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PRESIDENT LINCOLN.- "The amiable Mrs. Lincoln served up for us yesterday, for dessert, a very fine tart, by saying: 'Since everybody is brewing and baking compromises now, therefore I baked for you, Abe a 'compromise tart' to-day. The flour of it is from Missouri, the butter from Wisconsin, the milk from Illinois, the lard from Kentucky, the sugar from Louisiana, the syrup from Iowa, the eggs from Indiana, the fruit from Delaware, the citron from Massachusetts, the pepper from Texas, the salt from New York, the large raisins from South Carolina; in short, from every state is one of the ingredient parts.' 'Very fine and tasteful,' said old Abe, tasting the tart, and smacking his delicate lips with the air of a connoiseur, 'but there is one thing wanting, in your compromise tart; you didn't bake any niggers in it; without niggers there would be no compromise, and without compromises there would be not niggers; in this country nothing is of any value without the nigger. The eagle on the great seal of the Union ought to be erased and the nigger placed there instead.'

"Perhaps it is not known as much as it ought to be, that the president elect is in the habit of acting as his own servant, blacking his own boots and brushing his own clothes, and that he will not allow himself to be served. He intends to adhere to this habit also at the White House. I cannot imagine the beautiful effect of the contrast, if one day the English or French ambassador should pay him a visit, early in the morning, and find him in the back door of the White House engaged in polishing his brogans, with the profound air of a freeman, self-dependent and self-reliant. Such a man we need, in order to brush and scrub the puffed up aristocrats of the South, and extract a little of the dust from the jackets. In this respect, Lincoln will surpass Fabricius, Cato, and even Cincinnatus, who had, at least, their slaves and servants. Labor will come to honor again."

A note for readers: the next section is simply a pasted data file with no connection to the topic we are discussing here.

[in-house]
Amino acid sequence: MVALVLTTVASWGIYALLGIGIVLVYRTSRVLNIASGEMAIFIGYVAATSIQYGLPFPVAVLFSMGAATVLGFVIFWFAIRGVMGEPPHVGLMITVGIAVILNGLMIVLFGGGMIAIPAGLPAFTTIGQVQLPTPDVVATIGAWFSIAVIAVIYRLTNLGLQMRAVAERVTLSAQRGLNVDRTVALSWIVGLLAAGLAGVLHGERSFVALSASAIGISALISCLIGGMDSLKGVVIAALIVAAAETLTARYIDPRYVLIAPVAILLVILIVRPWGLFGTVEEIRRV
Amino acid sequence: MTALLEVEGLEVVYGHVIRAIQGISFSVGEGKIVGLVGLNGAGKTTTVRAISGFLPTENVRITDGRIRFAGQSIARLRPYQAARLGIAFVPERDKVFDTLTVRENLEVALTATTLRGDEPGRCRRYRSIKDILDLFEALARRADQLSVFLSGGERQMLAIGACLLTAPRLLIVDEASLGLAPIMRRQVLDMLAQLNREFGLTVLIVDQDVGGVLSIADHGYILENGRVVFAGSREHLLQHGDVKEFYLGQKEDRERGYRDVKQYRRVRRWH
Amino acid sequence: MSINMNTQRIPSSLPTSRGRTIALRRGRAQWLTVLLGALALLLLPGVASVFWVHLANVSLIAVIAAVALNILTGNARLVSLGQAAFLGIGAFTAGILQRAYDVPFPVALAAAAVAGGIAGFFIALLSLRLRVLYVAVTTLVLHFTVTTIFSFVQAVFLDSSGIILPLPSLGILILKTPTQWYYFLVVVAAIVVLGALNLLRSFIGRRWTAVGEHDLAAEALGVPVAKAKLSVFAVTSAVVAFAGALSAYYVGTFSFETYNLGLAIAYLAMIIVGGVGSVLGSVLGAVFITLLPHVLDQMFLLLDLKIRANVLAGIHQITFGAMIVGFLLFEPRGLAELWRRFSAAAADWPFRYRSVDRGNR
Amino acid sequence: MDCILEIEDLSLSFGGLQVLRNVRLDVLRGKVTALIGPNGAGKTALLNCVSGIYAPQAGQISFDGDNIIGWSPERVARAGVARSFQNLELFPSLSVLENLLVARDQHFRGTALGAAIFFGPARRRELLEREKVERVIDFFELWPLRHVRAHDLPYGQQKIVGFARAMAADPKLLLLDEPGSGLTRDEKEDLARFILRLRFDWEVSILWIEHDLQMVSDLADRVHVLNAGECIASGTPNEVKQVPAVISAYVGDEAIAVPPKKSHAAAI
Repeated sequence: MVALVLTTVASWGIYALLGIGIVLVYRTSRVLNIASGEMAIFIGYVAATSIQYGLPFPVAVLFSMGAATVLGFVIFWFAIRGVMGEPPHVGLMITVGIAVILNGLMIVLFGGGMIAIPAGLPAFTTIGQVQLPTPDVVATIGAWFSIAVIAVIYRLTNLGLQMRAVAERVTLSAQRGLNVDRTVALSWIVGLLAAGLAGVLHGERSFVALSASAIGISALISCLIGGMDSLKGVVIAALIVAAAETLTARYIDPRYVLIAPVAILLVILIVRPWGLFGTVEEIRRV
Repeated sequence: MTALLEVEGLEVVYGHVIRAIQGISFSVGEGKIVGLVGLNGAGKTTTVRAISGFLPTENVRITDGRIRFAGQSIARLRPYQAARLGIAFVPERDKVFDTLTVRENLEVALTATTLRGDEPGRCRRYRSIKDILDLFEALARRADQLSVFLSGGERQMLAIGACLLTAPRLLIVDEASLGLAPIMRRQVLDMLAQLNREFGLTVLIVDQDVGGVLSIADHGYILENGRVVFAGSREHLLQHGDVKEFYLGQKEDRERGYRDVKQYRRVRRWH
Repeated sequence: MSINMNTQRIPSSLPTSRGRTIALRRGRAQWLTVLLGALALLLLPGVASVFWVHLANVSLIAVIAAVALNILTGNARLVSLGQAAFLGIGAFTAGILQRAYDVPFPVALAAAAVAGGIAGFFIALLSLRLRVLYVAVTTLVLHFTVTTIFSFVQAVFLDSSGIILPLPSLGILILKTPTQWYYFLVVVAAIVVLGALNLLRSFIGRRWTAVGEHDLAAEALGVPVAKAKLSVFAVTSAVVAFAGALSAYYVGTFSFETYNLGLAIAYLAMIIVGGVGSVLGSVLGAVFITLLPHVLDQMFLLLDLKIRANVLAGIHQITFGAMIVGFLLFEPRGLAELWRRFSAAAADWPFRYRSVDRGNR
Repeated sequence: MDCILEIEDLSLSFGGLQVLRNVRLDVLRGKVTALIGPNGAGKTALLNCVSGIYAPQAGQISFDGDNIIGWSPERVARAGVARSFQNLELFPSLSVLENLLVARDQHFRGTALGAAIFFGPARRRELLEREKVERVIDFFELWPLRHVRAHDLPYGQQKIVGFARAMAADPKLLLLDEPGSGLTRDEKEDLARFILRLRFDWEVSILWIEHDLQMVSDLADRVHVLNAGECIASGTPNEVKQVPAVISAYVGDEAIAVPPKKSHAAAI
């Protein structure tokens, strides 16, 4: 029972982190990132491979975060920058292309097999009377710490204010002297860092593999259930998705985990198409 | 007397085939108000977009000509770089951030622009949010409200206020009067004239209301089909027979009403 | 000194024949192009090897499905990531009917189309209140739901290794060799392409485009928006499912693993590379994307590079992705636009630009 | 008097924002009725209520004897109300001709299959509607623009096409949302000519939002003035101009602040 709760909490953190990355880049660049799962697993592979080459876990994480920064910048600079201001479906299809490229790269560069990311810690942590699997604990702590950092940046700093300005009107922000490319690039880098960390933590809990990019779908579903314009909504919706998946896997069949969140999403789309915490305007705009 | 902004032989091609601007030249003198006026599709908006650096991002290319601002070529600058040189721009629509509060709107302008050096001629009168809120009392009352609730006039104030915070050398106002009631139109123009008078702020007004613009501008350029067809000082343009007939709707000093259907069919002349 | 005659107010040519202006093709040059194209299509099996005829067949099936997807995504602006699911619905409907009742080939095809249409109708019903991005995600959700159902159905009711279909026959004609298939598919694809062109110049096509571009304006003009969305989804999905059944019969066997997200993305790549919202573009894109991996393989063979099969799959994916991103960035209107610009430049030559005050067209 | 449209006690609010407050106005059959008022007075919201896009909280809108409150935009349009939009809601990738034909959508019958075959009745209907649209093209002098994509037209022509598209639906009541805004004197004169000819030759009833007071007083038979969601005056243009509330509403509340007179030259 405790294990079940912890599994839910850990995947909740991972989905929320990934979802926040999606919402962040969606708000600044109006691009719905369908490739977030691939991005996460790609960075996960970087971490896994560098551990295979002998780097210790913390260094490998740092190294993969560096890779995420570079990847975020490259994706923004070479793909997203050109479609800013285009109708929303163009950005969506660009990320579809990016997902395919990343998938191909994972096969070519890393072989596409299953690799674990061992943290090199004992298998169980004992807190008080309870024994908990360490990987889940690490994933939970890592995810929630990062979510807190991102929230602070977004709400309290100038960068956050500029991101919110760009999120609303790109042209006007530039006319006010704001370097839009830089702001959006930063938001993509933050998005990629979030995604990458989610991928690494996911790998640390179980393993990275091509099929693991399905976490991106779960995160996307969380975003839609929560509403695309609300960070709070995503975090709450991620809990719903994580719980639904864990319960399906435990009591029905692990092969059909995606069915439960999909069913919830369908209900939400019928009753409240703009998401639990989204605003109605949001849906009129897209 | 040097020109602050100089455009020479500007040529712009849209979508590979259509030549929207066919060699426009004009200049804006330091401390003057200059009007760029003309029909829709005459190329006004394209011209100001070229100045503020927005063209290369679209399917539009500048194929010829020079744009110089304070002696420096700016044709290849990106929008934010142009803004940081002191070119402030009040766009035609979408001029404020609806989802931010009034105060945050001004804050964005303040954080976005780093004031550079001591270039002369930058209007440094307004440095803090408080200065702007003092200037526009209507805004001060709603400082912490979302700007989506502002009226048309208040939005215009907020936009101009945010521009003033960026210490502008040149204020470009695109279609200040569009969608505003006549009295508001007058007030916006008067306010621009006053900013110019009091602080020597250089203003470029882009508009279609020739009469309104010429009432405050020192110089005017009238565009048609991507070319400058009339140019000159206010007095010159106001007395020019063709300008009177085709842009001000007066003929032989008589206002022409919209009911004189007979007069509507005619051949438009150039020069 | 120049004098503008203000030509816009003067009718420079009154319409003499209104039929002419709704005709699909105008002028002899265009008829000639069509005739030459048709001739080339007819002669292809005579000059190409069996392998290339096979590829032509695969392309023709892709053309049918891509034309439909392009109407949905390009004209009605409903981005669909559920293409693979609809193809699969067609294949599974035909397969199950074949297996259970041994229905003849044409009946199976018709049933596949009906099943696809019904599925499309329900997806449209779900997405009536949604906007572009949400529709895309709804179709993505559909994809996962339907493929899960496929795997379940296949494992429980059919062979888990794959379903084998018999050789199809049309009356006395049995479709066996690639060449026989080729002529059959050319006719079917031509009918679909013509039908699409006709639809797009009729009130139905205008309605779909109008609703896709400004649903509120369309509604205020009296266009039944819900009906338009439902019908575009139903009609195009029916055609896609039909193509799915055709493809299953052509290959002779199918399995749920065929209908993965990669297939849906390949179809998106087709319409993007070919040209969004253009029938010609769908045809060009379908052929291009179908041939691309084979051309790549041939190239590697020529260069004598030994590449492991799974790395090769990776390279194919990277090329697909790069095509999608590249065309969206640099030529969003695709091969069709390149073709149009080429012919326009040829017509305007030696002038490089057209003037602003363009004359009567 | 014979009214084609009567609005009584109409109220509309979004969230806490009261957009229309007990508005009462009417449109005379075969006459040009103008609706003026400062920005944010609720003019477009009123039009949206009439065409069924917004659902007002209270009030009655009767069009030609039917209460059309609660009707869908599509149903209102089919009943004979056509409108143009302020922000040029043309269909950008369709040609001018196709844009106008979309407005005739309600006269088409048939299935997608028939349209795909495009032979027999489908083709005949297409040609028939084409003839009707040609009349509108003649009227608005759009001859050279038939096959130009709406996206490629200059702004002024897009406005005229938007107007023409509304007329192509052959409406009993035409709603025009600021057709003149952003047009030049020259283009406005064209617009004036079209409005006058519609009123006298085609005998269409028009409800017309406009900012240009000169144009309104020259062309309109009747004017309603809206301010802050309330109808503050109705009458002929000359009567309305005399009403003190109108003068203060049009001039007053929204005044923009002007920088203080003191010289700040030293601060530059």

(c) Pocumtuck Valley Memorial Association, Deerfield MA. All rights reserved.
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Abraham Lincoln was inaugurated as the sixteenth President of the United States on March 4, 1861. This tongue-in-cheek account of a "compromise tart" made by Mrs. Lincoln, with ingredients from each state, reflects the attitude of the North before the onset of the Civil War. The writer also comments that the president elect will not allow himself to be served, acts as his own valet and should be just the man needed to deal with the "aristocrats" of the South. The Gazette & Courier was the newspaper in Greenfield, Massachusetts, from July 20, 1841 until June 24, 1932. Before 1841 the newspaper's name changed quite frequently, with Gazette a frequent part of the title.

 

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"President Lincoln" article from the Gazette and Courier newspaper

publisher   Greenfield Gazette and Courier
date   Mar 11, 1861
location   Greenfield, Massachusetts
width   3.5"
height   7.5"
process/materials   printed paper, ink
item type   Periodicals/Newspaper
accession #   #L05.092


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See Also...

"The Inaugural"

Frederick Douglas refused passport

"The Traitor's Confederacy"


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